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L.A. inconsequential

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Im good enough, Im smart enough, and dog-gonnit - people want to kill me.
  • Im good enough, Im smart enough, and dog-gonnit people want to kill me.

The Black Dahlia (R)

Chapel Hills 15, Cinemark 16, Tinseltown
If there's a defining metaphor in the works of novelist James Ellroy, it's the prostitutes who populate his L.A. Confidential. Recruited because of their resemblance to 1940s screen goddesses, the women were an attempt to give men a chance to live the fantasy, even as they submitted to their basest urges. That's Ellroy's world: a Hollywood where the glossy surface illusion hides all the ugliest parts of human nature.

This is why there may be no worse choice to direct a James Ellroy adaptation than Brian DePalma. Over a 40-year career behind the camera, DePalma has built a reputation as the master of a slick image. So here, DePalma takes on the lurid underworld of Ellroy's fiction and turns it into a flourishy exercise in high-camp pseudo-noir.

The events are based on a true-life 1947 Los Angeles murder case involving the discovery of the mutilated corpse of a beautiful woman. Warrant cops Bucky Bleichert (Josh Hartnett) and Lee Blanchard (Aaron Eckhart) happen to be on the scene when the body of Elizabeth Short quickly dubbed "The Black Dahlia" in the press is discovered, and are temporarily re-assigned to homicide. Bleichert soon realizes that Blanchard's obsession with victimized young women could complicate their investigation. And once he finds that Madeleine Linscott (Hilary Swank), the daughter of a millionaire construction tycoon, could be involved in the case, things get even more complicated.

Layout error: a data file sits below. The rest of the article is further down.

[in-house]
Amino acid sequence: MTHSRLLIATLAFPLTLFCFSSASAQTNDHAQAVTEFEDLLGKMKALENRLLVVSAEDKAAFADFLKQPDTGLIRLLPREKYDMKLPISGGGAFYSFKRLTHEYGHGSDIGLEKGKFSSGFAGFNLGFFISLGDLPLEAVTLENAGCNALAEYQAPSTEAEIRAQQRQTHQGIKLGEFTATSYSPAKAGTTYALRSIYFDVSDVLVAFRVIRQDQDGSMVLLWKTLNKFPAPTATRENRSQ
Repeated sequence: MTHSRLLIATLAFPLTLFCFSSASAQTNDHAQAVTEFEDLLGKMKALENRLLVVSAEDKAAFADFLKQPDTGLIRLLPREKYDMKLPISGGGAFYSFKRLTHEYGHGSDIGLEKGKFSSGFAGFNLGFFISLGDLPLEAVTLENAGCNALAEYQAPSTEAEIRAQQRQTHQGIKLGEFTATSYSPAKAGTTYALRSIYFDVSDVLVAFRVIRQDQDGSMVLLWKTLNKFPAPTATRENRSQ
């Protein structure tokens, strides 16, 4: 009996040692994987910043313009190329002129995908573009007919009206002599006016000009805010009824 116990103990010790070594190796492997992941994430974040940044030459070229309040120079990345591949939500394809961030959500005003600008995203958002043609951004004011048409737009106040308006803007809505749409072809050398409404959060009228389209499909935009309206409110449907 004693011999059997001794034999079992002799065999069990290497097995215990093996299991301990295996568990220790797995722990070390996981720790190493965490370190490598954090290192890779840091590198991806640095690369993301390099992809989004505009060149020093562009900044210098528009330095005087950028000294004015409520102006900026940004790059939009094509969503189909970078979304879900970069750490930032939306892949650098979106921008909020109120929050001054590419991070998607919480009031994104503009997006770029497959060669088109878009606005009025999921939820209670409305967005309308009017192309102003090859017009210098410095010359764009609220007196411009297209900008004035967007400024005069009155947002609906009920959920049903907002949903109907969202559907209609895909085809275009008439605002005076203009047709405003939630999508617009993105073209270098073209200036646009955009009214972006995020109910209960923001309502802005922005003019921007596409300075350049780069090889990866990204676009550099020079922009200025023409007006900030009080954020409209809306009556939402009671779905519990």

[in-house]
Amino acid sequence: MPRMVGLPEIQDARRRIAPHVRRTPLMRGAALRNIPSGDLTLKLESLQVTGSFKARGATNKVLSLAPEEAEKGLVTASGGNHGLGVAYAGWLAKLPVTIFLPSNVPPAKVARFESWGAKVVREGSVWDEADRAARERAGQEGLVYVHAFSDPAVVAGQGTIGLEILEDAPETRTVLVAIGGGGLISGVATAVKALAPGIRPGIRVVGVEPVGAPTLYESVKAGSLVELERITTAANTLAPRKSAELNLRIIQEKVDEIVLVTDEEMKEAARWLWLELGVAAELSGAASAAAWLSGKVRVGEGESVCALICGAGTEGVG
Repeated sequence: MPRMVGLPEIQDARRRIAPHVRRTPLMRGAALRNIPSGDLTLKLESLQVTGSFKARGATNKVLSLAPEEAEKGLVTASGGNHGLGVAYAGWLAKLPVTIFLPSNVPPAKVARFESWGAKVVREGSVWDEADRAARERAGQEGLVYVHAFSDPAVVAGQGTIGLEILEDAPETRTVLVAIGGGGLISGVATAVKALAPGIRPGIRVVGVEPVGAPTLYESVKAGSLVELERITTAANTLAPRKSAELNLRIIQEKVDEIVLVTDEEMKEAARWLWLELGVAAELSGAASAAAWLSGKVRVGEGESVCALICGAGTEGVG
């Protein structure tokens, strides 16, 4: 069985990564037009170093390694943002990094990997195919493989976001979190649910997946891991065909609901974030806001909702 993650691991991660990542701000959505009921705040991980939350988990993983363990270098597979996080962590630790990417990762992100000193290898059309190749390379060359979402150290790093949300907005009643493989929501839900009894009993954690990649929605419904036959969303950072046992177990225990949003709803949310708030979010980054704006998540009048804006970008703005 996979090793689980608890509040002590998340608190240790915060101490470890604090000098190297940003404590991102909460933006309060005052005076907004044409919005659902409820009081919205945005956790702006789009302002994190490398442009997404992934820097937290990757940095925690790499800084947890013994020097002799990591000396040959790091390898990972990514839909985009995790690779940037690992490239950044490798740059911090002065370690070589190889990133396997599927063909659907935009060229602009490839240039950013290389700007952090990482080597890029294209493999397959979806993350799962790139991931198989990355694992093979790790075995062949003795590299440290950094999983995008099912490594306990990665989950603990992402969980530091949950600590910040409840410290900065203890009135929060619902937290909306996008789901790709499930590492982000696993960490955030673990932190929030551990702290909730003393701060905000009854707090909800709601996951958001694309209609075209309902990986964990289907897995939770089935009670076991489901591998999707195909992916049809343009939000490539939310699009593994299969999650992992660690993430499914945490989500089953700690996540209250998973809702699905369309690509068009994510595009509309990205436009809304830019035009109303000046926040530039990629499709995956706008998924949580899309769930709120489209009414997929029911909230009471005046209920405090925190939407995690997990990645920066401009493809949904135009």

For a little while, it looks as though Josh Friedman's radically condensed adapted screenplay is going to hit all the important notes. The film opens with the staged boxing match between Bleichert and Blanchard that drums up publicity for a voter bond measure for police funding, touching on the politicized world of law enforcement. Aspiring actress Elizabeth (Mia Kirshner) appears as cops watch her in screen test reels and a stag film, a heartbreaking image of yet another wounded girl with a crushed dream. In fits and starts, there's a bubbling undercurrent of messy, creepy reality.

DePalma, however, isn't about to let anyone forget that this is his movie. The first discovery of the body is part of an extended, showy crane shot; Bleichert's introduction to the Linscott family becomes, for no apparent reason, a single take from Bleichert's point of view. It's sometimes entertaining, sometimes viscerally effective. But does it have anything to do with the story?

Sadly, it kinda does, because nearly everything that's remotely interesting about The Black Dahlia ultimately comes from its stylized moments. Swank takes her femme fatale performance over the top, back under and then over the top again, creating a character of only vaguely recognizable humanity. Hartnett's still not a deft enough actor to convey the complexity of lost innocence as Bleichert descends into hell ... and he's never really asked to.

In a way, you can't really blame DePalma for at least trying not to be bored. Fundamentally, Ellroy's Black Dahlia could not be less about figuring out who actually killed Elizabeth Short; this is, after all, a notoriously unsolved true-crime we're dealing with. Yet for its last hour, this screenplay plods forward on plot-machine auto-pilot.

Every bit of subtext vanishes, leaving a conclusion full of shrieking confessions and unsatisfying resolution. That's the irony of The Black Dahlia: In an effort not to leave a tedious mess in his wake, DePalma re-applies all the Hollywood artifice James Ellroy spent his career trying to strip away.

Scott Renshaw

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